Long-form content not quite past its sell-by date

A recent posting on the iMedia website on “What the decline of print means for digital”, suggested that the printed news format (if we are to believe research amongst 58 major US marketers) is in for an even more torrid time. The new research says that (surprise, surprise) “visual information” is on the rise and articles, columns and long-form content, to name but three, are on the decline.

This may be largely a US phenomenon because there are still examples in the Irish market where must-read columnists, long opinion pieces and in-depth analysis are the ingredients that still attract a strong core of influential print readers. The Irish Times, Irish Independent and Sunday Times, are all cases in point. But the one that really contradicts the received wisdom that ‘long-form content’ and ‘columns’ are dead is the Sunday Independent.

The late and great Aengus Fanning, who edited the paper for 28 years, always managed to defy conventions on so many fronts and ‘digital conventions’ are no different. The Sunday Independent was and continues to be a success built on a formula of personality, opinion and comment, spiced up with a large mix of glamour and gossip.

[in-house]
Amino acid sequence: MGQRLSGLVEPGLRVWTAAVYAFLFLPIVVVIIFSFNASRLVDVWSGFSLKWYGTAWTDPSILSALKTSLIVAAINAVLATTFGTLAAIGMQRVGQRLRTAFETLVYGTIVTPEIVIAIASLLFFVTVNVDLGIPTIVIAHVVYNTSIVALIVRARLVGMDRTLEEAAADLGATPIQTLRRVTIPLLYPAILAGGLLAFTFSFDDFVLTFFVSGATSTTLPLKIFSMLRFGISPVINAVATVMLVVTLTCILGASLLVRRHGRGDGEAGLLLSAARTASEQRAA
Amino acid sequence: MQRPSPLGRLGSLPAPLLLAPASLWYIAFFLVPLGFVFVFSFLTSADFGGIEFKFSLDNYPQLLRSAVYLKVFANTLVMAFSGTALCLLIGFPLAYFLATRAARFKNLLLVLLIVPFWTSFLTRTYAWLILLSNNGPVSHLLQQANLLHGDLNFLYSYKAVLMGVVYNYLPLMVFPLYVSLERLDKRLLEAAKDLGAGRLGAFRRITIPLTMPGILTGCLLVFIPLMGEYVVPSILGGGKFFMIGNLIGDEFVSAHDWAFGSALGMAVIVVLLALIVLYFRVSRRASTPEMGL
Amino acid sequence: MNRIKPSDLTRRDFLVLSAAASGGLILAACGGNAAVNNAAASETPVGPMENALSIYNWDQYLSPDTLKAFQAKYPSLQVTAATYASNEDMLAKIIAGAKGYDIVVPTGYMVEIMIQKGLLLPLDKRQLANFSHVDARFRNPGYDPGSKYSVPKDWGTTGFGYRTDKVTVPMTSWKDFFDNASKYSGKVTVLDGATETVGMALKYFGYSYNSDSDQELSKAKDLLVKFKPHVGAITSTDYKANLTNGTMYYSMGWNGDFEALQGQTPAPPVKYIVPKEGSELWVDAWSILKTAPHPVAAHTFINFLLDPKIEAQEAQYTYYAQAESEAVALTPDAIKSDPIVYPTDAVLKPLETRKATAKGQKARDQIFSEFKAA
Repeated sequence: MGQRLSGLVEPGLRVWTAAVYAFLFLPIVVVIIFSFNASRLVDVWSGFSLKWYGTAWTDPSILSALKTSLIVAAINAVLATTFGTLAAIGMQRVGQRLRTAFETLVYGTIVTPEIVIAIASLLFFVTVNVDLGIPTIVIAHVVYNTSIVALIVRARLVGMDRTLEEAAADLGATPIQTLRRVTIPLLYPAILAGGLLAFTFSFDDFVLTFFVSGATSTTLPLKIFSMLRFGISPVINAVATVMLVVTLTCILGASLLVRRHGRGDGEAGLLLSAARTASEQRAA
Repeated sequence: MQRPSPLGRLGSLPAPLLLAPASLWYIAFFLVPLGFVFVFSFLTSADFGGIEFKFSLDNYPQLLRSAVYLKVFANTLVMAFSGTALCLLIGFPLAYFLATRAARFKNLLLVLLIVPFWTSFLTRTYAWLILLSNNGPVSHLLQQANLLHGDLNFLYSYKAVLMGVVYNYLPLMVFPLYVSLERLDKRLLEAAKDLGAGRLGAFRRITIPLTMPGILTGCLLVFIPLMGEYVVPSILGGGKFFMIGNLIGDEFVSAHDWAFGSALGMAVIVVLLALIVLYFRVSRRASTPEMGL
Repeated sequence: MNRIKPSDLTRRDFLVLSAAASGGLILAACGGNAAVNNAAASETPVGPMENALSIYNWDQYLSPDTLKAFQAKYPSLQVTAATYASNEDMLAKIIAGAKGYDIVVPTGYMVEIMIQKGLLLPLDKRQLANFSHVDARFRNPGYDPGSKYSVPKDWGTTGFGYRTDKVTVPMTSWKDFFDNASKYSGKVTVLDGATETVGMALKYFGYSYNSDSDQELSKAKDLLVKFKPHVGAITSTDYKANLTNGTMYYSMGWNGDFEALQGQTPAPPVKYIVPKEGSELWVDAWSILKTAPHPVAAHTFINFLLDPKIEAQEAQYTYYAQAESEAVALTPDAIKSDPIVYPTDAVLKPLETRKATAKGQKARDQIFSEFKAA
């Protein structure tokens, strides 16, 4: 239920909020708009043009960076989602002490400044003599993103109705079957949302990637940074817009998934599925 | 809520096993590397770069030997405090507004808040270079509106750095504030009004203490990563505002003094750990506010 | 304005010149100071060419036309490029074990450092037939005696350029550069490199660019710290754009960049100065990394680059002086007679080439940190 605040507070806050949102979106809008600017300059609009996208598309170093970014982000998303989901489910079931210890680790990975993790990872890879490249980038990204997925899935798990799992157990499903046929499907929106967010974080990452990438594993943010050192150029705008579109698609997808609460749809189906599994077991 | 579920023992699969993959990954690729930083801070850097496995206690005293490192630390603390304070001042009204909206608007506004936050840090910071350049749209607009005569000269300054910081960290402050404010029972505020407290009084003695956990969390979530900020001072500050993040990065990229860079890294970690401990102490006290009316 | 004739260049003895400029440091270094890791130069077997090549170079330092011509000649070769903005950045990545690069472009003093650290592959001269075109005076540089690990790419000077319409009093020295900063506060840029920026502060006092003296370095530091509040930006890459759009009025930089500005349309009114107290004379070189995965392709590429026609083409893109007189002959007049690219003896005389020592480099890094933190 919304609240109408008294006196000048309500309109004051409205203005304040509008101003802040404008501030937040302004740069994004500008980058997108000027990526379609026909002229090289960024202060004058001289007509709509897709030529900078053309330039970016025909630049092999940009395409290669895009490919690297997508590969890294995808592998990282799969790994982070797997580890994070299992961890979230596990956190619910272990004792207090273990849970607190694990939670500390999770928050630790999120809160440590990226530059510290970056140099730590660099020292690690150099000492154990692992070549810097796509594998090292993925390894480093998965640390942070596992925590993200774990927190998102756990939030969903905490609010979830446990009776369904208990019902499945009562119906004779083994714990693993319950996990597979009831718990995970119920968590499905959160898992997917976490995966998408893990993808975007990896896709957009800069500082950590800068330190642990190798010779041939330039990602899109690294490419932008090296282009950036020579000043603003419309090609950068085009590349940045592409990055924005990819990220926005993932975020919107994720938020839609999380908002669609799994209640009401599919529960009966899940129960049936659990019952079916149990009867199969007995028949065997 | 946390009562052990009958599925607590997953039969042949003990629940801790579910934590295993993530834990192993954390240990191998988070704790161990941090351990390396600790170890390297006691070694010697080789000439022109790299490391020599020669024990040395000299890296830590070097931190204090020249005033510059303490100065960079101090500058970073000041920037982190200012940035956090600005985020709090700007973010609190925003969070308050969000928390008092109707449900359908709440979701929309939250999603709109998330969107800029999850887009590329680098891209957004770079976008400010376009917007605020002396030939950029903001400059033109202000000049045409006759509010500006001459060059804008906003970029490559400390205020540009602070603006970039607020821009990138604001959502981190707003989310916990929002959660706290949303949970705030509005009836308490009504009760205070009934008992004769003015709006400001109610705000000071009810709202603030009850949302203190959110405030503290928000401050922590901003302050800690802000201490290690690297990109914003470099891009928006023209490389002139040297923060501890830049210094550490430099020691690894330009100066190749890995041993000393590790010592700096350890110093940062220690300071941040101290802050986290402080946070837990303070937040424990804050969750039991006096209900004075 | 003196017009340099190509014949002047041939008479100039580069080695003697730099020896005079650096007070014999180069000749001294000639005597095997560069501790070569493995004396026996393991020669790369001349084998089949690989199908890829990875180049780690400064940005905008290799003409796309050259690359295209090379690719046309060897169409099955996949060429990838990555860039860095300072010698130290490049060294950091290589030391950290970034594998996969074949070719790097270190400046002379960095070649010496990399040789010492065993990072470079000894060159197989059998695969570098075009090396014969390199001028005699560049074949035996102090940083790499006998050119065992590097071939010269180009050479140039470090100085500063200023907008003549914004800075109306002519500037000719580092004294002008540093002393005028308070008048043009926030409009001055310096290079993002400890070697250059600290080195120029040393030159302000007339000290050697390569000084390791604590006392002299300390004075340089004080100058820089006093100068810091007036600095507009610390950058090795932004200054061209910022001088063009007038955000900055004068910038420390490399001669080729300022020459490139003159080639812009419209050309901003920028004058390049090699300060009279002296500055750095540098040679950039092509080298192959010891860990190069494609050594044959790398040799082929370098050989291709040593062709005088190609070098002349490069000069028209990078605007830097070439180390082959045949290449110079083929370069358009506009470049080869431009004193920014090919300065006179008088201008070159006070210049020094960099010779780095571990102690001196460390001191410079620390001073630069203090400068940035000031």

Aengus and his editorial team have established a unique print-based formula that has engendered as much loathing as it has an avid following. But whatever one’s position, it still has that unmissable draw that many media owners lose sight of at their peril.

Yes, press and print output may be literally flat and two-dimensional but the Sunday Independent and indeed a few other Irish newspapers and magazines are proof that the medium, metaphorically at least, doesn’t have to fall into the same trap.

Peter McPartlin – Strategic Director

*Image courtesy of user somadjinn at www.sxc.hu

As always, if you have any opinions- supporting or conflicting- on this post or related matters we’d love to hear from you, so please feel free to post replies below.

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